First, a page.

ghosts of the past: effects of bad grades from 18 years ago?

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Joined: Sun Jul 25, 2004 8:17 am

ghosts of the past: effects of bad grades from 18 years ago?

Postby quantumnicity » Thu Oct 28, 2004 1:27 pm

hi folks!

i'm nearly done applying for a graduate program for becoming a physics teacher- it's pretty neat, in that it is really an entire undergraduate physics program, with a few graduate level education courses to boot. it's designed for people who have a degree in a related subject (mine was in math, for instance), and who would like to become high school physics teachers and/or eventually continue on at the regular M.S. or PhD level.

My biggest worry is that, about 18 years ago, when i finished my B.A., i had absolutely HORRIBLE grades- cumulative gpa nowhere near a 3.0, due to all the courses i had to retake. i just didn't care back then, and never would've imagined that stuff could come back to haunt me.

Since that time i've done quite a bit, gotten a masters in financial economics, and have been working in a very quantitative and technical field in banking which actually requires the use of a few methods from physics (this is, in fact, how i truly became interested in physics, after having really hated it back during undergrad). I look really good on paper these days and am a far cry from the immature kid i was as an undergrad long ago. Do you think i will stand a chance of being admitted to the teaching program? i spoke with the graduate advisor, and he told me that they rarely even get applications for the program i'm applying to (most applicants shoot for the M.S. or PhD degrees), and that everything should work out just fine for me. However, i never mentioned my poor academic performance from the distant past. What do you guys think?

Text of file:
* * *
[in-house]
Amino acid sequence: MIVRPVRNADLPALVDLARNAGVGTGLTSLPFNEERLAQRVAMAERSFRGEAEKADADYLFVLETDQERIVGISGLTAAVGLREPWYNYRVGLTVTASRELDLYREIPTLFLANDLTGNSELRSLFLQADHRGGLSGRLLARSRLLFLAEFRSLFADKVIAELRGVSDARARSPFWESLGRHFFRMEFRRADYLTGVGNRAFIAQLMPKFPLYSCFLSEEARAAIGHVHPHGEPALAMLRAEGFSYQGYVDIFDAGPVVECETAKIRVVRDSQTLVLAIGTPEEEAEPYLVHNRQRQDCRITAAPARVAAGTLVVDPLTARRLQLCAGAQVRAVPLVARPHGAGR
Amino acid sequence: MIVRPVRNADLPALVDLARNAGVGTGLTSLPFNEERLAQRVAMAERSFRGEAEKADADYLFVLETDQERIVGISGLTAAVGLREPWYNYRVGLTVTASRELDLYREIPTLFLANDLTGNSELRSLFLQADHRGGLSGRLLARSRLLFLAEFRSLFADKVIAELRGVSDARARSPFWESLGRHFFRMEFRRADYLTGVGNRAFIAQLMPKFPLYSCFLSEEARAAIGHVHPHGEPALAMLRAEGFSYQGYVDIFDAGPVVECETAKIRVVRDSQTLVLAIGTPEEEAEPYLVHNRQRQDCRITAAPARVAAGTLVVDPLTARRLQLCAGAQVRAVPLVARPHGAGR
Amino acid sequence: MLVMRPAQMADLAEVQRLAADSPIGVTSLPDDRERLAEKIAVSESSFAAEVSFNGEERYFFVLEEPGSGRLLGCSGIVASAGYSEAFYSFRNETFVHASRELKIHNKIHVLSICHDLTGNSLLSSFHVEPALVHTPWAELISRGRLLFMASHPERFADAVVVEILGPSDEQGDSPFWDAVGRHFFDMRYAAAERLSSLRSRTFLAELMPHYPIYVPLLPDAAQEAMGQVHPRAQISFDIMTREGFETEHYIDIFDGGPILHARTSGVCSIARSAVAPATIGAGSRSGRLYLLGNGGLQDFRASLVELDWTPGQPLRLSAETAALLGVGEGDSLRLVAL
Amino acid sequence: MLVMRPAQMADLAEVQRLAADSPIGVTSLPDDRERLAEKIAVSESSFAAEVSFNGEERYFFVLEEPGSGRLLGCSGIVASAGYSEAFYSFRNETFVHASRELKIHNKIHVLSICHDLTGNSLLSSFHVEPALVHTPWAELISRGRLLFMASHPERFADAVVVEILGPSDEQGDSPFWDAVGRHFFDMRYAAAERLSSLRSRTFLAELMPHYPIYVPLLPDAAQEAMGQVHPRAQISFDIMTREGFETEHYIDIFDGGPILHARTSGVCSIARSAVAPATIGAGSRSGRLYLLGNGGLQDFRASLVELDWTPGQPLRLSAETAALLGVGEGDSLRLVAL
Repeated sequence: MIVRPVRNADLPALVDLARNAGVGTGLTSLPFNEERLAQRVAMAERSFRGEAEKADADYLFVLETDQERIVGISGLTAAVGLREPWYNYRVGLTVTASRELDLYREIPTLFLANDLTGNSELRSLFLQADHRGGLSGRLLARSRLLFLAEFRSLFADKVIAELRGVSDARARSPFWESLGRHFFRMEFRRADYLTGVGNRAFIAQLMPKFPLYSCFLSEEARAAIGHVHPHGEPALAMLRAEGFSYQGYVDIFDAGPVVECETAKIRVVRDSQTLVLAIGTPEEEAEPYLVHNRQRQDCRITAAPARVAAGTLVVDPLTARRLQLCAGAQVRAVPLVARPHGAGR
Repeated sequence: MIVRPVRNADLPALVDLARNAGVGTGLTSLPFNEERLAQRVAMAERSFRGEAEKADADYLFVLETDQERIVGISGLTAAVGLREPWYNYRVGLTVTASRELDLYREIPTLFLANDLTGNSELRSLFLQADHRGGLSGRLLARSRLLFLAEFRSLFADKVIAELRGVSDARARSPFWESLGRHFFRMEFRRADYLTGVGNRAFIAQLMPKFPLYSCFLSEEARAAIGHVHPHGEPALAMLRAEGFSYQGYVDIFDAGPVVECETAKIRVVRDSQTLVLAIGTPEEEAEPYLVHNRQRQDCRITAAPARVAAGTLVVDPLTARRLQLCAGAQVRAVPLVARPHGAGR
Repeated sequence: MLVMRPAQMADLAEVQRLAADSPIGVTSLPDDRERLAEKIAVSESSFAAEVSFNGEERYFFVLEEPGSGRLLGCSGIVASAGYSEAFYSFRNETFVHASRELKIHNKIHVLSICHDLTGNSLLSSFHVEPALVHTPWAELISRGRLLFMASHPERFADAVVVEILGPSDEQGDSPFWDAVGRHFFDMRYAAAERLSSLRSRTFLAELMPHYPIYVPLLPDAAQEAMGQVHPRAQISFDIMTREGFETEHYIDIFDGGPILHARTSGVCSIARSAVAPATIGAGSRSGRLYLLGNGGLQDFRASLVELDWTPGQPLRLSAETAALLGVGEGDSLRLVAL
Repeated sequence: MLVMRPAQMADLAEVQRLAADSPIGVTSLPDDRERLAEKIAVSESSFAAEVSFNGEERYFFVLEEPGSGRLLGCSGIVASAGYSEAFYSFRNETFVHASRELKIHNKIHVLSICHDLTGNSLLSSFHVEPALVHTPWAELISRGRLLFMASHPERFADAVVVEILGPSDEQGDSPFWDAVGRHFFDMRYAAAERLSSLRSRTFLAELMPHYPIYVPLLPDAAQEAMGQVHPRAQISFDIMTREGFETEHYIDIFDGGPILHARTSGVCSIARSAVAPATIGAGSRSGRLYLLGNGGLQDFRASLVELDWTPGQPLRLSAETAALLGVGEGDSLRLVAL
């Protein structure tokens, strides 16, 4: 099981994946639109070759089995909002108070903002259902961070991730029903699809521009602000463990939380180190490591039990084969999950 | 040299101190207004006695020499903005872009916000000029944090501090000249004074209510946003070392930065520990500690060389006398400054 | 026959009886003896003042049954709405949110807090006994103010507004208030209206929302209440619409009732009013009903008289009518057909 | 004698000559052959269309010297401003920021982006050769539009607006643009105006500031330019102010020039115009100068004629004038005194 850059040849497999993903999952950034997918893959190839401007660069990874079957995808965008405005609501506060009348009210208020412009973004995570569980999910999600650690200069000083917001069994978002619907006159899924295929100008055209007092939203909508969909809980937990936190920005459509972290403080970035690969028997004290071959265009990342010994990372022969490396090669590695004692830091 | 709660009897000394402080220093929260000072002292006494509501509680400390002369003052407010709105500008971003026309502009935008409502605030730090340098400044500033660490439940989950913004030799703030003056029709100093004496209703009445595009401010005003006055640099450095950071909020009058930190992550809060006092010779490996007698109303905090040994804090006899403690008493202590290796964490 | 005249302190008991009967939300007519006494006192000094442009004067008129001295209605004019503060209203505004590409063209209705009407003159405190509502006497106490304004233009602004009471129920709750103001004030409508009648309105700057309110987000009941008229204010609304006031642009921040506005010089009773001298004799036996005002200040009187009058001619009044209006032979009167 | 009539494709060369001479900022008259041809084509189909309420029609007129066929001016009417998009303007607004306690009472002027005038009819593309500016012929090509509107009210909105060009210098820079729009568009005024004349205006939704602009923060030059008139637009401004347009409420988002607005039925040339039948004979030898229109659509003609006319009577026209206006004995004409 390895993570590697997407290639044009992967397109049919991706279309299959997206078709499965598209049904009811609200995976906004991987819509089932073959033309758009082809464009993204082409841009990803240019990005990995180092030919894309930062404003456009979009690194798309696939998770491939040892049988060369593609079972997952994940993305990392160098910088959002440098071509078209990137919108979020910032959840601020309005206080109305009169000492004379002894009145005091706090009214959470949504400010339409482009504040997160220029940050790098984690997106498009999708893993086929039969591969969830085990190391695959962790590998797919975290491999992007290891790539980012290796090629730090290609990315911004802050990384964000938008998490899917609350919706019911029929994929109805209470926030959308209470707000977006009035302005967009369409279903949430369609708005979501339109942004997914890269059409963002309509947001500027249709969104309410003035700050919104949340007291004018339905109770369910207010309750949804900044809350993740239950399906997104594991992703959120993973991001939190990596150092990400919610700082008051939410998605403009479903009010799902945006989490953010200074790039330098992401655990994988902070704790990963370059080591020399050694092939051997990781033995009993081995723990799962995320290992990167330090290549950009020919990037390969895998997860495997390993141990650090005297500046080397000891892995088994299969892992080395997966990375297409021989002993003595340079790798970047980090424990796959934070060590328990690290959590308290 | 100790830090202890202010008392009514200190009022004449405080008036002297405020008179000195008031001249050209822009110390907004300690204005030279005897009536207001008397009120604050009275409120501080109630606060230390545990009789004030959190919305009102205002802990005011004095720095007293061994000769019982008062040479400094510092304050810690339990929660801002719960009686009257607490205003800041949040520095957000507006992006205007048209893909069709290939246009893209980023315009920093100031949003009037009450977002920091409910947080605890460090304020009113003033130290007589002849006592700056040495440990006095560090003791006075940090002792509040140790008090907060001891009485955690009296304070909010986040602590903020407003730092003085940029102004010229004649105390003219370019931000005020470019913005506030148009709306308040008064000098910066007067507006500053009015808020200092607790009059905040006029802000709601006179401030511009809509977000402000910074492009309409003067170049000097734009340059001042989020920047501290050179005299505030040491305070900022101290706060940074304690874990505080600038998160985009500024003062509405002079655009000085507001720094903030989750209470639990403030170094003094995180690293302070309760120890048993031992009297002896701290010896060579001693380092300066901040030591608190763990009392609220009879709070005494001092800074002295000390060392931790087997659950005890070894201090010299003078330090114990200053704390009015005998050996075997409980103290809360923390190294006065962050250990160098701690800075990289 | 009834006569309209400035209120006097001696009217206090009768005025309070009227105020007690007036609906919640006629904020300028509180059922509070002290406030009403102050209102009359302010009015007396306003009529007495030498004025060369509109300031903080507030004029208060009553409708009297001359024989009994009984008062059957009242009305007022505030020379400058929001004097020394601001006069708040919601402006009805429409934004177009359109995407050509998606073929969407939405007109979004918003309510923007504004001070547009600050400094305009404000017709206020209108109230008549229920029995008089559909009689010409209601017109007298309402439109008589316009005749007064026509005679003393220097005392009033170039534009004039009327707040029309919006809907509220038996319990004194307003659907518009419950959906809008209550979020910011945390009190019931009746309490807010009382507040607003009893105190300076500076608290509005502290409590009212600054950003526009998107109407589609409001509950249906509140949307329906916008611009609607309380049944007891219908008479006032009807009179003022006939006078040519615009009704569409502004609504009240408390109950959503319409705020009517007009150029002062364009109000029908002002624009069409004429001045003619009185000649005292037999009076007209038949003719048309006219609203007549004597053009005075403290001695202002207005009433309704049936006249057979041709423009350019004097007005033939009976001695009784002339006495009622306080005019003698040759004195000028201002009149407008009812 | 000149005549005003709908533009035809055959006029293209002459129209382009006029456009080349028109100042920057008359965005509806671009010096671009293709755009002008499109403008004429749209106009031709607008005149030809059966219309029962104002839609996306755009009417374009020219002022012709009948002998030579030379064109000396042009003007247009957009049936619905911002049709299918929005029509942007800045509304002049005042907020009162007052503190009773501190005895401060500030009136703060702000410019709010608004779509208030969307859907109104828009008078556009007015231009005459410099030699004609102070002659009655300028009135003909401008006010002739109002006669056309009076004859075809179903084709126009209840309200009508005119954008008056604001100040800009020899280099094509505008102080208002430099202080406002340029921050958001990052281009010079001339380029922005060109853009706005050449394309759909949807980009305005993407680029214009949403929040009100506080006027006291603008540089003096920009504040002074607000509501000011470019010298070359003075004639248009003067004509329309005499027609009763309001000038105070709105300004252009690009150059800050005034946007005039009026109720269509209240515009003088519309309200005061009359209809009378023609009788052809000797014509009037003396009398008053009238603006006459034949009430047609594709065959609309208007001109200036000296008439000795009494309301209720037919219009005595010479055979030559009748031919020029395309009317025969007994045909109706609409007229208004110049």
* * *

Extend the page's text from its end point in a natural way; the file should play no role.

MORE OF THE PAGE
thanks for any tips or suggestions!

Posts: 3
Joined: Wed Dec 29, 2004 3:20 am

Destroy the Physics GRE

Postby FSC729 » Wed Dec 29, 2004 3:46 am

The only real way any decent Physics grad program will even consider you is if you destroy the Physics GRE. By that I mean get in the 90th percentile. In addition you might want to do some other activities that show that you have the ability to work at the level they want you to.

You might want to get some research under your belt, publish some papers, build up your reputation as someone who has the ability to work at the Phd level that way you can get strong letters of recommendation which will also compensate for bad grades.

Also visit my website

John G.

Posts: 18
Joined: Wed Apr 06, 2005 7:59 pm

Postby Mick » Fri Apr 08, 2005 12:09 pm

Your grades don't matter as much as you think. Whoever thinks that you can't get into a physics grad program with a history of bad grades thinks that recruiting comittees aren't made of humans, but rather calculators.

Don't worry about getting into a "decent" grad school. They're all decent. How much physics you learn depends more on you than on the school.

Just apply to the schools you want, and don't worry about "killing" the GRE, you'll get into a program because the HUMANS on the other end will look at your history and your work experience and one or two programs will love you for you!

But to be on the safe side, you should apply to a few extra schools, and you should make phone calls to the department chairs so they have a voice to go with the application.

There is no shortage of "good grade machines" in physics. The shortage is in people who love physics, who can communicate physics, who can teach it, who have real-life experiences for the students to relate.

You'll do fine.

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